I hope things work out for Steve. It is a tough time in the good old USA! My town is totally dependent on the auto industry, so you know how things are here! I hate to sound like I see the glass half empty, but is there any hope of a turn around in the near future? I certainly hope so!

Ralph said...

Z&M, ditto on everythjing except "too young to retire." It's not that simple. Steve will really never "retire" retire, like I did. He's not capable of having what he would call "empty days" stretch ahead of him. But he's ready to start pulling back and call at least some of his time just his own. That's one thing. Another is that he can't get vested anywhere. If this job folds at the wrong time he could be literally within days of having five years' vestment, and thus some benefits to show for his time spent. If he falls short, the companmy has indicated it isn't willing to help. Even if it's just a matter of days. I know our problems are nothing compared to others', but this is hard adjustment ot make. He really doesn't want to start building a whole new dareer at the age of 60.

Ralph said...

Anonymous, thanks for your good wishes. I know what you mean, and I thank God we are not dependent here on the car industry for employment, but still, a close-down is a close-down is a close-down--that's what Steve's facing just as much an auto worker. And unlike a seasoned auto worker he may not even have any benefits for to show for his time spent with this company.

Zoey & Me said...

I know, because I turned 60 in December 07, that it's not the greatest time to switch careers. Coincidentally a friend of mine sent me materials today about a solar product he owns to replace those powered by electricity and begged me to work the Central Florida market. So those types of job offers that land in your lap are probably worth more than fanning out all over looking to get that dream interview. I've been in Real Estate for 25 years and feel healthy enough to go another 10 but not under the cloud we're in nationwide. This rebound better come soon or I will be selling solar sheets for lamp posts. hahaha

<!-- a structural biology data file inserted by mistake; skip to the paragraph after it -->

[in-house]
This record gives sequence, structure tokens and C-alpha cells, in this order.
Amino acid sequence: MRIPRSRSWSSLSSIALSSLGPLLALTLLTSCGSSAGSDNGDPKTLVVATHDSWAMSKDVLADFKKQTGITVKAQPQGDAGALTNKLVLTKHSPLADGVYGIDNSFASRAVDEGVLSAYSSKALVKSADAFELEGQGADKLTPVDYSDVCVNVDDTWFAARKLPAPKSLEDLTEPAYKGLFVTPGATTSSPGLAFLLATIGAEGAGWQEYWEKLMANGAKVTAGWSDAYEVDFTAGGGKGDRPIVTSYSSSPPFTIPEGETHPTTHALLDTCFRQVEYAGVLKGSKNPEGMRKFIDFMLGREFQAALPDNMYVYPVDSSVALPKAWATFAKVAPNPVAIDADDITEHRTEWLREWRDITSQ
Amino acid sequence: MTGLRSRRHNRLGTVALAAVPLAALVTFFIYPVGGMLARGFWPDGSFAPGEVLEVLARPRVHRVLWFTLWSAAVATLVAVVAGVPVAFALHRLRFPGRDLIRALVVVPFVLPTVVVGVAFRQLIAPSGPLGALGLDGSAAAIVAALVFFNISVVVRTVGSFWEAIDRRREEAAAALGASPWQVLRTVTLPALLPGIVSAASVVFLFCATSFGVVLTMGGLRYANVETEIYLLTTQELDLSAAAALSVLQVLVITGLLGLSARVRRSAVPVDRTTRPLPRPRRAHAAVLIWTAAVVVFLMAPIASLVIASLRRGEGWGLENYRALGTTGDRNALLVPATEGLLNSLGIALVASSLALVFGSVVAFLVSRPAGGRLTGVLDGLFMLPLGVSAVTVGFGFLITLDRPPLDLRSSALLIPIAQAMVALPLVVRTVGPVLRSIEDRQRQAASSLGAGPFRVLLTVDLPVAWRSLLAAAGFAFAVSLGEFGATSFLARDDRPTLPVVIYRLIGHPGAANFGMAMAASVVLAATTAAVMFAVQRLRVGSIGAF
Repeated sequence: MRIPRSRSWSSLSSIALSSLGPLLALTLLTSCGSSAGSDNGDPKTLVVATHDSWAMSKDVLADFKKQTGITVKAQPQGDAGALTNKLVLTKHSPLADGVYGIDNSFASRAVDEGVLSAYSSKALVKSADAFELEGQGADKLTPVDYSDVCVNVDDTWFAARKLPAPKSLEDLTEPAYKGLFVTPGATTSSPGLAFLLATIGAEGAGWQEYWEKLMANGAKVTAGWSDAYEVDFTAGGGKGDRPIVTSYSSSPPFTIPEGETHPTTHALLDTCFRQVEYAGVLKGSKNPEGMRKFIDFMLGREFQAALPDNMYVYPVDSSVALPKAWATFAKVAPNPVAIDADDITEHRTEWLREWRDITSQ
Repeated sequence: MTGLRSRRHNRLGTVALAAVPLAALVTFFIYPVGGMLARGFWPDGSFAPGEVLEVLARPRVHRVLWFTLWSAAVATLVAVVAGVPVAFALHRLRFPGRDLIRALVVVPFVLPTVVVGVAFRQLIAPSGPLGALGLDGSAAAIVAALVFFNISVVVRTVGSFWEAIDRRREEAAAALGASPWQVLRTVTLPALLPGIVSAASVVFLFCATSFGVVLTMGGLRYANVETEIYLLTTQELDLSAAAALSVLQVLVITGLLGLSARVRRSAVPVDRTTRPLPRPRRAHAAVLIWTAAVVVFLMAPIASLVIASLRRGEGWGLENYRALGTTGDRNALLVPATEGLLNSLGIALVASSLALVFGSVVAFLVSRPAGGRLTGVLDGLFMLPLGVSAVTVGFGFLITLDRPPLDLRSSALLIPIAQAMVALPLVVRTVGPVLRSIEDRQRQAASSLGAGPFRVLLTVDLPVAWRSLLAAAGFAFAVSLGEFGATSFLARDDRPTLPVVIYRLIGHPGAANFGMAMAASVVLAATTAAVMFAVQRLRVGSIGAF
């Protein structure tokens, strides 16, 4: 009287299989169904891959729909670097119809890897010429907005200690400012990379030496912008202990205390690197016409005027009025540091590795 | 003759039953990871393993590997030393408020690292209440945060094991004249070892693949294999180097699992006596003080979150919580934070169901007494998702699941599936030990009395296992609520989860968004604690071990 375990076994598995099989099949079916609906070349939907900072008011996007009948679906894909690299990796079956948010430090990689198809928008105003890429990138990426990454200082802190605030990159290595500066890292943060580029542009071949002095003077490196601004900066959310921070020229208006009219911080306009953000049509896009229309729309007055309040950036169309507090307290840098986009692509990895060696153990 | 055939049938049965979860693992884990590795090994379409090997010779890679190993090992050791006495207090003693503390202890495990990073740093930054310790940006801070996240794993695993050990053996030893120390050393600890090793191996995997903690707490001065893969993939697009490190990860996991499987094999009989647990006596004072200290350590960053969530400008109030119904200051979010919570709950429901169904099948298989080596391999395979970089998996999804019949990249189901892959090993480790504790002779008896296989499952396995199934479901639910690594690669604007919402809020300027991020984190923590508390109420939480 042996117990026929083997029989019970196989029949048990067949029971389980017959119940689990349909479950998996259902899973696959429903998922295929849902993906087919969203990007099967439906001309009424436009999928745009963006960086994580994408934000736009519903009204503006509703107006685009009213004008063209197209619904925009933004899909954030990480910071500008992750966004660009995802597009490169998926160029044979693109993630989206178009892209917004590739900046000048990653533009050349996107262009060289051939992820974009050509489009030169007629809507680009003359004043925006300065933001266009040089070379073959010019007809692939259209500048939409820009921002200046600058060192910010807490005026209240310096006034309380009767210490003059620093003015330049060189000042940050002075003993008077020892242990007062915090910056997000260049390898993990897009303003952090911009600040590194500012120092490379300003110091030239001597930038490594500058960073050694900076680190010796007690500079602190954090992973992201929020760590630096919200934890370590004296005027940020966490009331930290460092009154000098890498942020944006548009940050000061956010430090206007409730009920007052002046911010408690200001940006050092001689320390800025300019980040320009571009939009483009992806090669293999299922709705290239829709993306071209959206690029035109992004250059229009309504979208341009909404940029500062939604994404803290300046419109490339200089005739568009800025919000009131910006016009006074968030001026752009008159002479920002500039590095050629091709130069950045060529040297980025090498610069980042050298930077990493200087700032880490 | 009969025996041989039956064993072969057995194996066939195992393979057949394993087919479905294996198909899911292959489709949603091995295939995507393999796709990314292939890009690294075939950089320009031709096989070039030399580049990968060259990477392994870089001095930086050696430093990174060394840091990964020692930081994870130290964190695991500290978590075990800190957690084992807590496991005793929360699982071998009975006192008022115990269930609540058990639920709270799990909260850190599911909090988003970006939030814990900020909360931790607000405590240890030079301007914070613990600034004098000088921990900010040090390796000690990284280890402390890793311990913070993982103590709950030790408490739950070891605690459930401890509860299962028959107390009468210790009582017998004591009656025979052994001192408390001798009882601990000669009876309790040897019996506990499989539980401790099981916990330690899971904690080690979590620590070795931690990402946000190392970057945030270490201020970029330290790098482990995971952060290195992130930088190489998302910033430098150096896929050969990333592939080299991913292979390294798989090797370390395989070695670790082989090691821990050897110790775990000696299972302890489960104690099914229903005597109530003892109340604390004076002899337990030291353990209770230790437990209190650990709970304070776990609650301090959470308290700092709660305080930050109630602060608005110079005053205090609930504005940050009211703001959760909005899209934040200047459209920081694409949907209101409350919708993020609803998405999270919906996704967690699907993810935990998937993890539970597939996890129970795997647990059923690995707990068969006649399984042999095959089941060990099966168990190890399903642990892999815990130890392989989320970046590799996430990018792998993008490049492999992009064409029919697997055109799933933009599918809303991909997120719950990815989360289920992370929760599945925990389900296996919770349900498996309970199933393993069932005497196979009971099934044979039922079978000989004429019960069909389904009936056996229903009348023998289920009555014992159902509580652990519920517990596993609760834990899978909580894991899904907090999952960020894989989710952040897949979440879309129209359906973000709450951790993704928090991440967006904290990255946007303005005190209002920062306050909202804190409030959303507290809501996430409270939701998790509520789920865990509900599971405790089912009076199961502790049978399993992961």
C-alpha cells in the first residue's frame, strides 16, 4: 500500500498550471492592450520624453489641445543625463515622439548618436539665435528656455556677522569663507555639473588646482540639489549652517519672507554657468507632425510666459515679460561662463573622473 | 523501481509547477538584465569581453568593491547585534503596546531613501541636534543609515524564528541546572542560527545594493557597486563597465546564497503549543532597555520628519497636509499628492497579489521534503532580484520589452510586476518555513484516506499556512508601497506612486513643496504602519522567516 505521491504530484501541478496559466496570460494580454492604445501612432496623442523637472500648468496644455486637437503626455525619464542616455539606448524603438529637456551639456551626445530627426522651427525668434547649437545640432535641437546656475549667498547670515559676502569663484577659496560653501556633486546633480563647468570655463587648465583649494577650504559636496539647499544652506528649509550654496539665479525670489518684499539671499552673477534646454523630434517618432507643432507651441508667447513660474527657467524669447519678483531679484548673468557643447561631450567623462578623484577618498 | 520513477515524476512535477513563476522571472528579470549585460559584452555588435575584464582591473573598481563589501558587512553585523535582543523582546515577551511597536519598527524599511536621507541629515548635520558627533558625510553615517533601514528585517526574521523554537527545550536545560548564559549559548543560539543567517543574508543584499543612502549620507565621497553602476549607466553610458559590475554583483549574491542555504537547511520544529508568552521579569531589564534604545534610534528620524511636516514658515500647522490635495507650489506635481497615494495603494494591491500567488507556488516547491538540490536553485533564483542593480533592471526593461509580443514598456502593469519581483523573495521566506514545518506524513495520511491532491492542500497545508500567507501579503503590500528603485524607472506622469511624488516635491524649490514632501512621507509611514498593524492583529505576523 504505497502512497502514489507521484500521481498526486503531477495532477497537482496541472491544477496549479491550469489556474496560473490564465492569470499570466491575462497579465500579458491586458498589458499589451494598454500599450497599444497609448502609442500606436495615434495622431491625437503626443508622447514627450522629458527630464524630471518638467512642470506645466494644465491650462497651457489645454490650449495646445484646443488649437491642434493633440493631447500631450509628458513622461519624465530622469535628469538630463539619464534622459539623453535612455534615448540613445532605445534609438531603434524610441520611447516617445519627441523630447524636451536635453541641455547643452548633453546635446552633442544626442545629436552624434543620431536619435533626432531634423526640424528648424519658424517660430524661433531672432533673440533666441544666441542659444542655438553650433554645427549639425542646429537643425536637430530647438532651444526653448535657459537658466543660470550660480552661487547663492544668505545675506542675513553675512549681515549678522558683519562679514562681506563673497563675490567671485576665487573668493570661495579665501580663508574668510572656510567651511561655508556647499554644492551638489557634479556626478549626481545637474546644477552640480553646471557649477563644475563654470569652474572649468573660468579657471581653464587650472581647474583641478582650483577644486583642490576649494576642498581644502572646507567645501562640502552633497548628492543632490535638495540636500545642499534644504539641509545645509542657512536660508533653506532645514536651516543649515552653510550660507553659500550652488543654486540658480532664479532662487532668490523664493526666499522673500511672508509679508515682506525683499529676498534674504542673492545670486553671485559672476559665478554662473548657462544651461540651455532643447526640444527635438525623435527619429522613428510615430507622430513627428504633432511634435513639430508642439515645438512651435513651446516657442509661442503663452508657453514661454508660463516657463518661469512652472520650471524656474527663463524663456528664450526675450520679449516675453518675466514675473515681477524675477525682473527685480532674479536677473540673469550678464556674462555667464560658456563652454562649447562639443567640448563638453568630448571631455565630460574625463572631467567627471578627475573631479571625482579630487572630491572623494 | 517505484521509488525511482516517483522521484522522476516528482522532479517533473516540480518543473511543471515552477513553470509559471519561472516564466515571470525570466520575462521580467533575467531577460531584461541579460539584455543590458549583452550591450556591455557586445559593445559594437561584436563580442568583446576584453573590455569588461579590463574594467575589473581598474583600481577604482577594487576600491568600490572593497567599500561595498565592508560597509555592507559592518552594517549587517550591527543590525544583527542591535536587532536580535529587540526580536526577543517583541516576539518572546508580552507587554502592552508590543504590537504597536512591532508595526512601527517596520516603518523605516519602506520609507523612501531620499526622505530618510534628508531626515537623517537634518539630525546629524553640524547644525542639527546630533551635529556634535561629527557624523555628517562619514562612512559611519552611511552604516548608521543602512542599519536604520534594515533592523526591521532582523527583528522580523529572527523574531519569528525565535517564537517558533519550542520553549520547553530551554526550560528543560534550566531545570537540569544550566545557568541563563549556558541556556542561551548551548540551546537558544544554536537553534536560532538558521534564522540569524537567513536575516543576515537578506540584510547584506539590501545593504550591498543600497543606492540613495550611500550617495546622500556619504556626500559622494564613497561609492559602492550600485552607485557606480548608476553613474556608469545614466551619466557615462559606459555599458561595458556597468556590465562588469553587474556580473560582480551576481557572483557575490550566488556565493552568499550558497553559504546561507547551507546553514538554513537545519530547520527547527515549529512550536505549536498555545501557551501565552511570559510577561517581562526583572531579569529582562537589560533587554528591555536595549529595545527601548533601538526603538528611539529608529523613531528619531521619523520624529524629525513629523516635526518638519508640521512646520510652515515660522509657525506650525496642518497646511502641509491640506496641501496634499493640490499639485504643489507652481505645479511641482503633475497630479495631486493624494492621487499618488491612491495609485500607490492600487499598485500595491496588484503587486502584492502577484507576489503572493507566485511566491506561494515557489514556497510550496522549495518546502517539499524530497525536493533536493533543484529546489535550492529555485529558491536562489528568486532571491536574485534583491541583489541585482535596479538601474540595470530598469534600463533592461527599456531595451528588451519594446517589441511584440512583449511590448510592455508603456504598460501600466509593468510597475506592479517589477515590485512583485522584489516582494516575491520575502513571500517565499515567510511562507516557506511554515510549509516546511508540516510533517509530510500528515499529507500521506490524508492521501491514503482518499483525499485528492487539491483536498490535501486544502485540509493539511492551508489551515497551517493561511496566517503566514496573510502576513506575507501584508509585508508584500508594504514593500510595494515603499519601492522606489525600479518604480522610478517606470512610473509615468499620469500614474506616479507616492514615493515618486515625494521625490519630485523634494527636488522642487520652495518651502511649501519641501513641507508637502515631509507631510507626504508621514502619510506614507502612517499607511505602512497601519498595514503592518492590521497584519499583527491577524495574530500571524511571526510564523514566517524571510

Ralph said...

Now those solar sheets sound interesting! And I can only imagine what it must be like trying to make a living in real estate these days, especially in Florida.

Steve got a a nibble from his resume on Monster on the way down here to DE. Things look better than they did this morning!

Ravel said...

I really wish I could say something very intelligent about your situation to soothe you both a bit more.
I'll only say thay I'll send you good vibes...

Ralph said...

They're most welcome, friend Ravel. And they seem to be working. Thanks.

Peggy said...

Ralph,
Sorry it's been a while since I've written. It's been a tiring week.

Anyway, I concur with most of the comments here. I'm sorry for Steve, but looking for another job now just might be the best thing.

Love the ham salad recipe. I'm a big fan! And, as you said, it's a great summertime meal.

Have fun in Delaware. It's been really hot in Baltimore these past several days.

Again, good luck to Steve. Tell him to just take it one day at a time. That's really all you can do.

Are the tomatoes still doing well?